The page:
Lance was 3rd in the Tour in 2009, Brad was 4th, cheated out of a podium place. Haven’t heard a peep about this.
    Not that it’s surprising, as Brad’s anti-doping stance has vanished aside from that PR piece this Tour (in The Guardian?)

  38. Wiggins in The Guardian on Friday morning, 13 July: “I don’t care what people say, the attitude to doping in the UK is different to in Italy or France maybe, where a rider like Richard Virenque can dope, be caught, be banned, come back and be a national hero.”

    Wiggins to a news conference on Friday afternoon, 13 July, after David Millar wins the 12 stage of the TdF: “David Millar is a national hero.”

    Read the Wiggins sickening blog in The Guardian of 13 July. He does not say a word against doping. He only says what would happen if he was caught. Reads just like Floyd Landis or Lance Armstrong before being caught.

    If you really believe Wiggins won this year’s tour clean and Sky wasn’t doping, then watch this interview:

    Doping is more rampant in professional cycling now than ever before. UCI and the media are all complicit.

    • Got evidence for your strong belief that Wiggins and Sky are doping that’s based on more than this and the fact that Wiggins hasnt said Armstrong needs to go to hell? If so, take it to the UKAD or UK Sport. No? Ok, you carry on.

      • Sam, just explain the two contradictory statements in one day’s time.

        No one has said there is evidence. We only have the words of Wiggins himself. If you believe him, fine. If you see a great athlete in him, then that is fine for you.

        Apologies if somehow your hero worship was intruded.

        • possibly the laziest response you could have made.

          so any time someone responds to call-out on the most spurious claim that a rider must be doping (and his team) because he and they have had a great season etc etc…its because they hero-worship? Ah. Stunning intellectual come-back.

          Boonen and OPQS dominated the Classics this year. He hasn’t denounced Armstrong. Ryder Hesjedal won the Giro after never having podiumed in a GT before – not a word from him on the subject of doping, or questioning of his performance. Or how about Peter Sagan, winning 5 stages at ToC, 4 stages at ToS, and 3 stages and the green jersey in his first Tour? Where do you want to go with that?

  39. I think that the opinion of a random American about Obama Romney is a little bit different than asking a professional bike racer his opinion of Lance. More like asking a member of the House of Representatives about his opinion of Bill Clinton during the Lewinsky saga.

    Comparing pro cycling to successful American pro sports, perhaps the lack of a coherent rider / fan media connection contributes to some of the problems in the sport. Cycling is my real sport of preference, but for spectating it would be NBA and NFL. Much of the interest in following the pro teams comes from developing an interest in the players’ stories and personalities. NE Patriots- humble, hardworking, unselfish descendants of the Pilgrims. LA Lakers- showtime, baby. Etc. You get it. And the players in these leagues seem to have alot more leverage than pro cyclists relative to the actions / inactions / sanctions / nonsancstions of their governing bodies.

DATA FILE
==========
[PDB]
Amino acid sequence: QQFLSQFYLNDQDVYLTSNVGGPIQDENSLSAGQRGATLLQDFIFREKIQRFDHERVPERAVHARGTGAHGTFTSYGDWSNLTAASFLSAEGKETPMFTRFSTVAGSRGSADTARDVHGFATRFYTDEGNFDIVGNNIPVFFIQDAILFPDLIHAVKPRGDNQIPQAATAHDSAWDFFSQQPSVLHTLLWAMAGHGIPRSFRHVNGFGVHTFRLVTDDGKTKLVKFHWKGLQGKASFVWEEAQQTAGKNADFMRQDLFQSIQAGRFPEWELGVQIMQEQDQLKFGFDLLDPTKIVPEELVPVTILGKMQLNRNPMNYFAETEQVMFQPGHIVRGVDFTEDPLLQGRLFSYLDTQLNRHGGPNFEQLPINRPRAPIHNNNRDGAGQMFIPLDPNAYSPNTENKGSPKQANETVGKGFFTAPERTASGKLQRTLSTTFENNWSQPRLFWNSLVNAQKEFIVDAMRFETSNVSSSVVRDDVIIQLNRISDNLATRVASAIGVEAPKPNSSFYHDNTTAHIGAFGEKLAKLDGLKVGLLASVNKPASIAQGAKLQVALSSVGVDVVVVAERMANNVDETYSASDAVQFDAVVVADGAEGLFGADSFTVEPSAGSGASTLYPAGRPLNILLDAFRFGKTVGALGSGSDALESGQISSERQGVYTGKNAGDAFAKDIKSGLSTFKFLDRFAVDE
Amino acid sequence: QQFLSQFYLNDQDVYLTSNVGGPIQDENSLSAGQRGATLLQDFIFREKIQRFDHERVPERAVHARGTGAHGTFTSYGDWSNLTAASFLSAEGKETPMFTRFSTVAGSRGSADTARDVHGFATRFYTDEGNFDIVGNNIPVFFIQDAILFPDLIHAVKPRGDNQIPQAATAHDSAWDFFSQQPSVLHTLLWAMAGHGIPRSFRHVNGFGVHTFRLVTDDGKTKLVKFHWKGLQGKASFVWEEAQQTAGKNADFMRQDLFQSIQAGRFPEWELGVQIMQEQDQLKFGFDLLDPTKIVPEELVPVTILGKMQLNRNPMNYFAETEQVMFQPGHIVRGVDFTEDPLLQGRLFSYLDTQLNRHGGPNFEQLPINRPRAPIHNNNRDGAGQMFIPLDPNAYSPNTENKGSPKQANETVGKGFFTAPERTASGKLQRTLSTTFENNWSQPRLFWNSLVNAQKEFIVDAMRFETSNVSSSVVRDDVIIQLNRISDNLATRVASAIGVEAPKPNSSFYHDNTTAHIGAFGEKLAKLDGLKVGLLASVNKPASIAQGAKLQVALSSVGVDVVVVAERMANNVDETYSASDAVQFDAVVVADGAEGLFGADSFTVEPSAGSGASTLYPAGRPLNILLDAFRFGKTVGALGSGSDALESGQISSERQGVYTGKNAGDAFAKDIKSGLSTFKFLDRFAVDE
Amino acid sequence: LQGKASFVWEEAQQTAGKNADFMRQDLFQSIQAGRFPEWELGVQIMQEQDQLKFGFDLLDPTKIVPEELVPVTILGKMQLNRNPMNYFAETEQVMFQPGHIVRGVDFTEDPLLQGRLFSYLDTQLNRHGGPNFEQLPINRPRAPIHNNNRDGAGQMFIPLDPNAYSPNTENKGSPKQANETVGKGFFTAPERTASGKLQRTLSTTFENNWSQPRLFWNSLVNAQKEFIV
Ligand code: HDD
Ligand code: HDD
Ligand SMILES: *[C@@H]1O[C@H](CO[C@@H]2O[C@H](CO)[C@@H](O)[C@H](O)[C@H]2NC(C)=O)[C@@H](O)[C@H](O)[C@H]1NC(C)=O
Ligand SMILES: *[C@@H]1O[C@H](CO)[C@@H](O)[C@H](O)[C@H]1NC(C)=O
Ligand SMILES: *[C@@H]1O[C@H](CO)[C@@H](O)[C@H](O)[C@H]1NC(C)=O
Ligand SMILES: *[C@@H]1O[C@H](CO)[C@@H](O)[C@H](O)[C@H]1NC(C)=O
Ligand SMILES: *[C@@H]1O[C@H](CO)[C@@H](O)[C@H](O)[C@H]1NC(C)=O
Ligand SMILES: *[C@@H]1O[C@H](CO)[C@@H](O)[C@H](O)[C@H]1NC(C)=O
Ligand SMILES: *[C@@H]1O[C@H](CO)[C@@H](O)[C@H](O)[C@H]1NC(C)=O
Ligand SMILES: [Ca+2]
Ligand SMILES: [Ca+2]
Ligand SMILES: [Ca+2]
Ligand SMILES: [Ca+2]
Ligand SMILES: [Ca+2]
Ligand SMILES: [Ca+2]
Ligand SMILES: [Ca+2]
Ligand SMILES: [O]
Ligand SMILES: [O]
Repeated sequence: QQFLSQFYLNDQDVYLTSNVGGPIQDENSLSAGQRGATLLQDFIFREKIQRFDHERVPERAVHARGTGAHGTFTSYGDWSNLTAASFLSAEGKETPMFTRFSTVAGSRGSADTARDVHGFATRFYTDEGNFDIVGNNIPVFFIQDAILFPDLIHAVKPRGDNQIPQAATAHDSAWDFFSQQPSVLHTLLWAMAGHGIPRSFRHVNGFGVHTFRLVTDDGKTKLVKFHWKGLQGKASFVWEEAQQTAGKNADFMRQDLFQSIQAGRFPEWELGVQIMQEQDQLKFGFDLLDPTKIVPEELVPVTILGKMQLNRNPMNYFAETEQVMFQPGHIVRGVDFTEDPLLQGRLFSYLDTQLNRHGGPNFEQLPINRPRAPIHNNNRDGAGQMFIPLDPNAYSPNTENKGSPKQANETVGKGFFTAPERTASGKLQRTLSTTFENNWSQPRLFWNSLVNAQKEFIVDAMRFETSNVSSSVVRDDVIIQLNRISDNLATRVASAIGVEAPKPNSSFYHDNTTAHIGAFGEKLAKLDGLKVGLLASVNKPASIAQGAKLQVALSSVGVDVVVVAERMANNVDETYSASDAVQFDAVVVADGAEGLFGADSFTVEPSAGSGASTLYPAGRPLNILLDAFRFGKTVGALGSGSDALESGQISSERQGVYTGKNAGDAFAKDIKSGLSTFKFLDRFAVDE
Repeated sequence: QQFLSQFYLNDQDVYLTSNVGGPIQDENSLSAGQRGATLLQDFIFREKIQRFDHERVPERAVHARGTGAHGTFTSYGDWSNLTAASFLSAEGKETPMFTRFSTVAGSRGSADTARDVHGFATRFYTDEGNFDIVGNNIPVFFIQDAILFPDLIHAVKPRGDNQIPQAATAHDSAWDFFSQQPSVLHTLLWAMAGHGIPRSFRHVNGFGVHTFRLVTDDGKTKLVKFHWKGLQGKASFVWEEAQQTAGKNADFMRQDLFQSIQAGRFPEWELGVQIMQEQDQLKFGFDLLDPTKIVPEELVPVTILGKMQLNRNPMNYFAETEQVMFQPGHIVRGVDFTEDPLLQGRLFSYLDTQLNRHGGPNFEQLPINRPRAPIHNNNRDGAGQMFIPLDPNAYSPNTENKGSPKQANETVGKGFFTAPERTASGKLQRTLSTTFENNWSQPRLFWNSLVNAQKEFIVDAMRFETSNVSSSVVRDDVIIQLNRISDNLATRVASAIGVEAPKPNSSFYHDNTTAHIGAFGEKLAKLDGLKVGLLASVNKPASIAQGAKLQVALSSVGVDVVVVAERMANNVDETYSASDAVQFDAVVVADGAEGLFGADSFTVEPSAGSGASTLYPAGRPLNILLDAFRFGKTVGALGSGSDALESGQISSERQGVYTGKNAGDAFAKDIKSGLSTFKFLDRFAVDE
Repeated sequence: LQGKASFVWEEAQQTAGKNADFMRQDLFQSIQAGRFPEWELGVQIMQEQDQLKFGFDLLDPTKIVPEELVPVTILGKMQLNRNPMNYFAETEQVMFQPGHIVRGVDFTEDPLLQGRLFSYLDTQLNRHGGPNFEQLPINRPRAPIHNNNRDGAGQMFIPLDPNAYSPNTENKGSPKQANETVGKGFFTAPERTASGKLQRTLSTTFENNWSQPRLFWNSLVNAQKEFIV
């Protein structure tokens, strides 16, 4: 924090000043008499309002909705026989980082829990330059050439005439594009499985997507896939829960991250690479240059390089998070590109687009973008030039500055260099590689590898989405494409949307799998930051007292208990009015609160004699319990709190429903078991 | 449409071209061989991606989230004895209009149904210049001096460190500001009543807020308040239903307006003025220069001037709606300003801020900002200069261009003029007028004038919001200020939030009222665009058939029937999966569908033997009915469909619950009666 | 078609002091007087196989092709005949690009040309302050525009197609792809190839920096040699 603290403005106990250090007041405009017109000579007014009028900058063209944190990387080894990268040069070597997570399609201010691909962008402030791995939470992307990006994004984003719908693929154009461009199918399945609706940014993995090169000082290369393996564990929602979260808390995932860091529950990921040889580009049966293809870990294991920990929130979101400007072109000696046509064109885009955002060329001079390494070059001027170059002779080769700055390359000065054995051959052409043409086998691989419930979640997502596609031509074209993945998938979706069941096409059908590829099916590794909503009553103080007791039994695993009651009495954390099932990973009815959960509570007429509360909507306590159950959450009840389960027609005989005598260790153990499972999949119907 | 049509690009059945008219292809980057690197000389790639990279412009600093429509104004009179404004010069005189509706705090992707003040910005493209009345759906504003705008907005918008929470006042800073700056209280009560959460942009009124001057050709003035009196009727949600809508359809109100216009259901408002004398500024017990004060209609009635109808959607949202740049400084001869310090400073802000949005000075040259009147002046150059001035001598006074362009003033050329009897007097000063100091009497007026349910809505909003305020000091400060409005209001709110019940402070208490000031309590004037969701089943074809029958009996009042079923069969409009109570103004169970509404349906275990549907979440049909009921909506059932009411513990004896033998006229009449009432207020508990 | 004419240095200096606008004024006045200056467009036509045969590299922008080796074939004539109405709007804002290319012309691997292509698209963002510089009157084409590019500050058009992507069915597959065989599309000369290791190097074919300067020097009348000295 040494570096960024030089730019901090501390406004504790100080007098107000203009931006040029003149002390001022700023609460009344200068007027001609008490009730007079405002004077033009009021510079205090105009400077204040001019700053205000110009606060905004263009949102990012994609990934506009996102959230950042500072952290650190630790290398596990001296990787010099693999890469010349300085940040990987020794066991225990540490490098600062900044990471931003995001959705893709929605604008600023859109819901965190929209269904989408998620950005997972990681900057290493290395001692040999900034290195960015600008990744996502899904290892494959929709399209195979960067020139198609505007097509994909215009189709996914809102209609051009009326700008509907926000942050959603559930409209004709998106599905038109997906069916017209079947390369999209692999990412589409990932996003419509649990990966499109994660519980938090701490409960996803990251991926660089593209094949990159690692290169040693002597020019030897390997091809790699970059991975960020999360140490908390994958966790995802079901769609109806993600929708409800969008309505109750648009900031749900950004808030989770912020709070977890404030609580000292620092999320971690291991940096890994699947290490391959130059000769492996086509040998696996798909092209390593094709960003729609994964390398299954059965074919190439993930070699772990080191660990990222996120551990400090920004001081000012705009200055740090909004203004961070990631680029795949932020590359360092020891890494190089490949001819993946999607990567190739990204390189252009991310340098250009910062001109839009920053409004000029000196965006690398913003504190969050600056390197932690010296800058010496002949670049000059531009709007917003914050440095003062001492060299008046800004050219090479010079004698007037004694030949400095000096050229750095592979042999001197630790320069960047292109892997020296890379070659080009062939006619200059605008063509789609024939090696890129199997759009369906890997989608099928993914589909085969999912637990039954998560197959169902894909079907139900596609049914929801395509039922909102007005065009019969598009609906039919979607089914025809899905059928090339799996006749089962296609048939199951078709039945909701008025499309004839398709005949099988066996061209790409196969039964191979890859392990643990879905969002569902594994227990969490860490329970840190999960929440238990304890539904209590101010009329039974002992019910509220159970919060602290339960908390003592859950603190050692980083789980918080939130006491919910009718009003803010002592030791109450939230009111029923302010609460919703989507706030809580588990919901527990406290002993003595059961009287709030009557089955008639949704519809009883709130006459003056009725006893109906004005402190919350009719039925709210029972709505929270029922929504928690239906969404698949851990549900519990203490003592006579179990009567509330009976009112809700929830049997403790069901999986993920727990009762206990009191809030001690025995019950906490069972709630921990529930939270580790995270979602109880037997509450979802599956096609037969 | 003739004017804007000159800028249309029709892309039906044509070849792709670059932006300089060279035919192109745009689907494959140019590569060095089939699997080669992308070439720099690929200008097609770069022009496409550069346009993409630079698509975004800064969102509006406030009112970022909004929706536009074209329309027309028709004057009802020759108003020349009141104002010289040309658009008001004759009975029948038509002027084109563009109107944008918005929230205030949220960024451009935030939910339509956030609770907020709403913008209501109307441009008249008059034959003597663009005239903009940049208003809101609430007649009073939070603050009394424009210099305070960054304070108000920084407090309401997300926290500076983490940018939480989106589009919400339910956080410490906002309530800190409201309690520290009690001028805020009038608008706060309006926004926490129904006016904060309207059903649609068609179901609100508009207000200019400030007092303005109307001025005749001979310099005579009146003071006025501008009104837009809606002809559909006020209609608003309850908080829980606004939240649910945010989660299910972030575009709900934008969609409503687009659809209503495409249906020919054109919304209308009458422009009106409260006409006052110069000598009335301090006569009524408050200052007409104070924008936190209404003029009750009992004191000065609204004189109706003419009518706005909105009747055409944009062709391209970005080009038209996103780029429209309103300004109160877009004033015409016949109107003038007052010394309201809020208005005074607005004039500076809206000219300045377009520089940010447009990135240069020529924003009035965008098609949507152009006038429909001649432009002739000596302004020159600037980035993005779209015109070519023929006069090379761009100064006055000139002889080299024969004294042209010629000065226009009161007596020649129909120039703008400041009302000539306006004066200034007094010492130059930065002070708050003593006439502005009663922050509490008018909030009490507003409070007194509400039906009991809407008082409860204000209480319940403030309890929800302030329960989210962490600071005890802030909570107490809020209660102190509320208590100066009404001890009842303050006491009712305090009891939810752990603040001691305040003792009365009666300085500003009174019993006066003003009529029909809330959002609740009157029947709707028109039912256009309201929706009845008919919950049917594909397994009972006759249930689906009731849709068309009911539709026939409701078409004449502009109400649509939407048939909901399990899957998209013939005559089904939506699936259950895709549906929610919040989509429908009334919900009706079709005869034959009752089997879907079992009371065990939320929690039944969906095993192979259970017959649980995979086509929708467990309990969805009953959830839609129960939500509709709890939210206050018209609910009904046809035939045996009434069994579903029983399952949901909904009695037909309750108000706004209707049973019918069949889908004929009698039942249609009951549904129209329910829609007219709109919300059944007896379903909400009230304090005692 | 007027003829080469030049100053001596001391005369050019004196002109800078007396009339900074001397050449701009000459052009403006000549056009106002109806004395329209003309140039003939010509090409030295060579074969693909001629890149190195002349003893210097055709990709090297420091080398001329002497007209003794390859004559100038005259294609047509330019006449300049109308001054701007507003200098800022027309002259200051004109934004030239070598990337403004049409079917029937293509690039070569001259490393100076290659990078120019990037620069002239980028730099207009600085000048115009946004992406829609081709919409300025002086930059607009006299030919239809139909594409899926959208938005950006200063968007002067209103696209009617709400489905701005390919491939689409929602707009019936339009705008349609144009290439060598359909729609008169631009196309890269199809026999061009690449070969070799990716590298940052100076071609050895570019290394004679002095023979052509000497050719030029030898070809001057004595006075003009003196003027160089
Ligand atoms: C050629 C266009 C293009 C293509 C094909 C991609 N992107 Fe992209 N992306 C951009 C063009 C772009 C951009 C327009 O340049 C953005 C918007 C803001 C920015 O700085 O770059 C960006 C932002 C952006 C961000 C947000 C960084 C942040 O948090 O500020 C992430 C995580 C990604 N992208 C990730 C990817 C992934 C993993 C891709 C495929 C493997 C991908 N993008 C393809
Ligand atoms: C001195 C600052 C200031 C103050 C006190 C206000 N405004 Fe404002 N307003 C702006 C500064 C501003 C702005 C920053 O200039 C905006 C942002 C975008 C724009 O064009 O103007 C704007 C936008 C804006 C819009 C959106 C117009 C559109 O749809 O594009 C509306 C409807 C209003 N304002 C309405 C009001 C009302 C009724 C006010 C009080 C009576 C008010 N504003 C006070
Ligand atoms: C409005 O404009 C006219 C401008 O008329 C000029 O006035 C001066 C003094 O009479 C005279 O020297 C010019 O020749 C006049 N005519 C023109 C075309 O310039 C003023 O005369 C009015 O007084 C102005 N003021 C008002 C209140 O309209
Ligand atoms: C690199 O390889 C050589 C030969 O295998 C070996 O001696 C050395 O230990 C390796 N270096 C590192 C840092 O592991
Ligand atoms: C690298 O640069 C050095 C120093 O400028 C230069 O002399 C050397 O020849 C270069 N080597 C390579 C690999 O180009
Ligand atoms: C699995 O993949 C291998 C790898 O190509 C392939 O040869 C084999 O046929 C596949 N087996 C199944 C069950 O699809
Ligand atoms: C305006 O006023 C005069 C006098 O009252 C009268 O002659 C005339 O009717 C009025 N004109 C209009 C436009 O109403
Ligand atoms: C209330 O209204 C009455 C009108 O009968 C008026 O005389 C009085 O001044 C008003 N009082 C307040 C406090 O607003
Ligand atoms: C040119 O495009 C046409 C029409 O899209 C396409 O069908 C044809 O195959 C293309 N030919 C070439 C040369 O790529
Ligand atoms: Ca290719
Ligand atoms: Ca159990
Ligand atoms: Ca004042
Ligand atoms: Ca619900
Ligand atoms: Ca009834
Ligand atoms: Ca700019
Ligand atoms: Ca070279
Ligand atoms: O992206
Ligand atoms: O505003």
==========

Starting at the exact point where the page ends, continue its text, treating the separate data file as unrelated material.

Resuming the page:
I think pro cyclists should be talking. Each one has a unique perspective, a story to tell, and right now is a moment of truth for the sport that should not be allowed to slip away. If you got popped for doping, fessed up and returned to the sport, then say “I did it, and Lance should do it too.” After all, isn’t the cycling experience all about the endlessly unfolding landscape of new places, days, mountains, people that you meet on the road? Personally I’m in favor of hearing more from the riders, not less. As long as they are talking about their stock in trade, and not about Romney or Obama.

    • Politics aside, you are on the money.

      This is a small window of opportunity for the riders, for the gladiators. It is difficult to believe they can ever get a leg over on the circus owners, but USADA is giving them a chance. Of course, it is full of risks. Really huge risks.

      Eddy Merckx’s support of Lance Armstrong is the biggest disappointment in the whole affair for me. Even knowing he doped, he was still a hero for me. No longer. His lack of courage (regardless of Axel’s current involvement with Lance) just condemned the sport to another 100 years of doping.

      And doping is just unacceptable. No rider ever wanted to dope. No athlete ever dreamed of winning by cheating. The circus owners, the sponsors, and all the machinery around them pushed them there. But they are still the only ones that can save their sport. Not WADA, not USADA, and surely not their own organizations.

      The athletes should step off their bikes at the start line of tomorrow’s stage of the Vuelta and say, We are not riding one mile further until you empty our bags and hotel room of dope and blood, until you fire our corrupt doctors and sports directors, and until you allow us to race the way we dreamed of racing. No young cyclist should ever hear again: “The only way you can be on this team is if you dope.”

  40. On what basis are they supposed to comment? I understand that David Millar is not saying anything until the evidence has been laid out.

    As far as I understand, everything is still speculations, right? There is actually still a 99.999% chance that he rode clean.

    Unless these riders have been directly involved with Lance and his team, and yes, I know some of them have, but unless, they really can’t make any comment as long as we’re only speculating.

    Not even the experts can agree if he should have taken his tour victories away. It’s understandable that the riders wouldn’t know what to think of this.

  41. who gets the podiums ? …… who gets the cash ? …….who gets the titles ? ……. answers on a postcard please…….. its a bloody mess if u forgive my french…………… LA ? ….. u’ve totally fucked it up !!!!